Tuesday, November 15, 2016

The Chocolate Maker Unconference and The Northwest Chocolate Festival

I am freshly back from Seattle where I attended the chocolate maker Unconference and the larger Northwest Chocolate Festival.  I am a little tired, but so inspired by the stories of other chocolate makers and industry professionals that I met while on my travels.

These are (nearly) all of the craft, bean-to-bar chocolates that I brought back from Seattle!
What a haul!


The chocolate maker Unconference was a two-day event where chocolate makers, suppliers, impassioned chocolate writers and researchers, and even a few cacao farmers, came together to learn from each other. It was a beautifully open-concept, where we decided as a group, what topics to discuss based on a sticky-note voting system. And in each session throughout the day, brought together small, medium, and in some cases, large chocolate makers to learn from each other. What I learned is that everyone approaches chocolate making differently, and can all learn from each other, whether they have been doing this job for a while and have scaled up to larger factories and equipment, or if they're making their second batch of chocolate with equipment designed for a small workshop.

I joined a few sessions where I knew I could learn, and then on the second day, I joined a few where I knew I could be helpful.  The conference format encouraged open discussion and the 'Law of Two Feet', where you could walk from session to session and join in when you like, in order to find the right topic that was helpful or interesting to you.  Many people used this 'law' and were able to pick and choose based on the conversations going on at any given moment. If some groups of people felt their needs were not being met, they would break off into smaller workgroups and discuss something that could be more helpful to their own chocolate business.

Chocolate makers could also bring their chocolate for a massive chocolate sampling session, and if they liked, get feedback from other chocolate makers on their bars.



My overall experience at this conference reiterated my sentiments in the article I recently wrote for Archive, a Canadian-focused magazine, where, based on my discussions with many new Canadian chocolate makers, I found them to be collaborating, rather than fiercely competing with each other. This is a great way to learn and grow together, and help fuel awareness of the bean-to-bar industry within Canada.  I saw the same thing at this conference among American chocolate makers, and bean-to-bar chocolate makers from all over the world.

At the Northwest Chocolate Festival, the sampling was out of this world. Whether you are a chocolate maker looking for inspiration from new textures, origins or inclusion bars, or if you are just a person who loves chocolate, this is the event for you! I must have tasted more than 50 samples of chocolate on Saturday alone, and then I purchased my weight in the delicious stuff. I bought a few Christmas gifts too, and sat in several sessions that were designed for both the general public to learn about chocolate and confection making, as well as for the chocolate maker to help with sourcing cacao, equipment and other needs.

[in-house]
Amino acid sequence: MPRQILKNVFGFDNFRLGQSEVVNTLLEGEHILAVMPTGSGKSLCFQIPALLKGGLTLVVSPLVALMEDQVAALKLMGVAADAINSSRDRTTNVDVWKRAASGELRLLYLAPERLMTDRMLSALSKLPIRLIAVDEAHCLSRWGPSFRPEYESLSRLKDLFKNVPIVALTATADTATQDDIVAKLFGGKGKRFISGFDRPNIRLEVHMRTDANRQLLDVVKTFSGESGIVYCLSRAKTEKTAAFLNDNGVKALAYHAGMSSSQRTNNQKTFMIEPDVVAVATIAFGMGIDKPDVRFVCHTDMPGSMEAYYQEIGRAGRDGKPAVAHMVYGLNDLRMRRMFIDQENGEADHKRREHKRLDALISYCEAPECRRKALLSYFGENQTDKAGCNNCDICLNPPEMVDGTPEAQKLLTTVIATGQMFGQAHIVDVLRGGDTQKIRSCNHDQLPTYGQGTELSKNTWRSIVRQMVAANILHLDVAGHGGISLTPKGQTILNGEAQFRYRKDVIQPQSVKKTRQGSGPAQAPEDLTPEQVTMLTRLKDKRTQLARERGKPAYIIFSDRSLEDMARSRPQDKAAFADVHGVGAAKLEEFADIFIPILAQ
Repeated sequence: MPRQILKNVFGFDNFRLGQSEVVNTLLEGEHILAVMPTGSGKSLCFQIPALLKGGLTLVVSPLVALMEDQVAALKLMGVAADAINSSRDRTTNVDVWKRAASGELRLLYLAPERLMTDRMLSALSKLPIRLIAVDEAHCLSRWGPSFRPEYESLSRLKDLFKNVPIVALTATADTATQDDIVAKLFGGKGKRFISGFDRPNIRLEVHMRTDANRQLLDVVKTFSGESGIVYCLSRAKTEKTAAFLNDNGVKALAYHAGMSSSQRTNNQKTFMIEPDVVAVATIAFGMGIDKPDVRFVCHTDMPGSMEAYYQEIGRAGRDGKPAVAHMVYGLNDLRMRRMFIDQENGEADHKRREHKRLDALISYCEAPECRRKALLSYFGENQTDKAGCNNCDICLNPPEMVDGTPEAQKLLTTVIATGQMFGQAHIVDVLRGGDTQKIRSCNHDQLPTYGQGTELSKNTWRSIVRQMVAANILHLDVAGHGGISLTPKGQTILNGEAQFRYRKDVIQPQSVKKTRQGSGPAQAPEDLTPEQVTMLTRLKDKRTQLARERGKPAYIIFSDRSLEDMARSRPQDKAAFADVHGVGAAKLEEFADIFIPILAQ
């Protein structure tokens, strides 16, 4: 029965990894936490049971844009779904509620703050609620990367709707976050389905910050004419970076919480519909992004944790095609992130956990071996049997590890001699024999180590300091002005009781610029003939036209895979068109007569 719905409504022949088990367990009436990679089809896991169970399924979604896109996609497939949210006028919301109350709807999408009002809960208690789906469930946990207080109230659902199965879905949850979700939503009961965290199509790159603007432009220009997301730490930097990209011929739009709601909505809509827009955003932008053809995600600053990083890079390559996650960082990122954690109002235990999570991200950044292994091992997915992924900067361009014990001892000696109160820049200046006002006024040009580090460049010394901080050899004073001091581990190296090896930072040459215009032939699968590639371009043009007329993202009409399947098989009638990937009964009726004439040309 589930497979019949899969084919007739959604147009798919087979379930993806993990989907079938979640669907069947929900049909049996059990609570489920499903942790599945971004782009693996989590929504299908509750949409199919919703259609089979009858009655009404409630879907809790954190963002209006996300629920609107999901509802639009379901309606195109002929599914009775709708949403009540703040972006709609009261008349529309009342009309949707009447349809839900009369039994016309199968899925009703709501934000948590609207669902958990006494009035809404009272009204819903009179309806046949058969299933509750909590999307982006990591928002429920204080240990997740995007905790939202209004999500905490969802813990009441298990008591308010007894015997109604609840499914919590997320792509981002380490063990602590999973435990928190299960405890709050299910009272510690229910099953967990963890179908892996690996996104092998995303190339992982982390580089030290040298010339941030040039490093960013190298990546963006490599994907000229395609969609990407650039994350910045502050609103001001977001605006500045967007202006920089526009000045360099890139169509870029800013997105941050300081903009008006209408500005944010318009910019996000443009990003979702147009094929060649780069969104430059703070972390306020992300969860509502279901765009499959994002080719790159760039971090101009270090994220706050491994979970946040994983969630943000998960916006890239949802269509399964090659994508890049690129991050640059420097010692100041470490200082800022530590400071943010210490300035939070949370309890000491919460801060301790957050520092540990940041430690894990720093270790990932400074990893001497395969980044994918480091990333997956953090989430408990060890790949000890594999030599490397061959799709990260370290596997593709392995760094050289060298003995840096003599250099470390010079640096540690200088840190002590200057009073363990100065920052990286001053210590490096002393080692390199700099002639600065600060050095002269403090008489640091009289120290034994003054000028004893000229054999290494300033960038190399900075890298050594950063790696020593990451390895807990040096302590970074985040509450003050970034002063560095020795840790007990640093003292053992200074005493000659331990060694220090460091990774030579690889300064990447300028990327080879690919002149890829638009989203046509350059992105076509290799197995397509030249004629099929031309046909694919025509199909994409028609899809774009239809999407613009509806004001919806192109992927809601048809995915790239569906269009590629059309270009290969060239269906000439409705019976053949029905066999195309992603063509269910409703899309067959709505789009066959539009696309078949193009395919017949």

My weekend ended at a fun Saturday night party, with trapeze-style dance artists, another chocolate tasting, an awards ceremony, DJ, and a final trek to a Seattle-based ginger beer bar with my new industry friends. On Sunday, the chocolate-tasting and fun continued for Seattle residents at the Northwest Chocolate Fest, while I flew back to Toronto to stay with a friend, and then made the long 7-hour drive back to Manitoulin Island. 
I even picked up two huge bags of cocoa beans along the way, from my friend Juan Gonzalez, of the Mexican Arabica Bean Company in Toronto.

Overall it was worth the travel time and the expense.  I learned a lot, made new friends and had the opportunity to meet many people in person with whom I've spoken only over the phone or through social media in the past.

If you are considering attending either the Unconference or the Northwest Chocolate Festival, visit the festival website is: http://www.nwchocolate.com/.

If you have any questions about the festival or event, or met me at the event and want to connect, feel free to e-mail me at info (at) ultimatelychocolate.com.

Below are some pictures I took over the weekend. Enjoy!



Fun new packaging idea designed by students and showcased
by their teacher at the Unconference during a packaging discussion.
One of the nicest couples in chocolate: Erik and Ariane Hansen
from DesBarres Chocolate in Uxbridge, Ontario.

 
The makers of Dick Taylor Craft Chocolate
win an award for best 'Inclusion' chocolate bar.
Making chocolate the traditional way,
a great way to demonstration chocolate's past,
so we can see how it has evolved and what it has become.
Beautiful displays of chocolate, like this one, were everywhere at the Northwest Chocolate Festival.
This chocolate is not American-made, but rather made in the country of origin (Philippines),
a way of bringing more money to the farmers and residents of cacao-growing regions.

Event attendees create art out of cocoa beans
when they need to take a break from chocolate tasting.
Beautiful displays of cacao and Mayan art and culture
at the Northwest Chocolate Festival in Seattle.
Fresh cacao pods opened in a presentation on cacao,
 and chocolate's true origins.




Wine, port and spirits were also being sampled and paired
with chocolate in the designate 'bar' area.
The perfect afternoon delight.


4 comments:

  1. Looks and sounds like an awesome event. I have meant to go for several years now, but like you said, it so SO far from central Canada. (I'm in rural Manitoba.) Maybe next year ...

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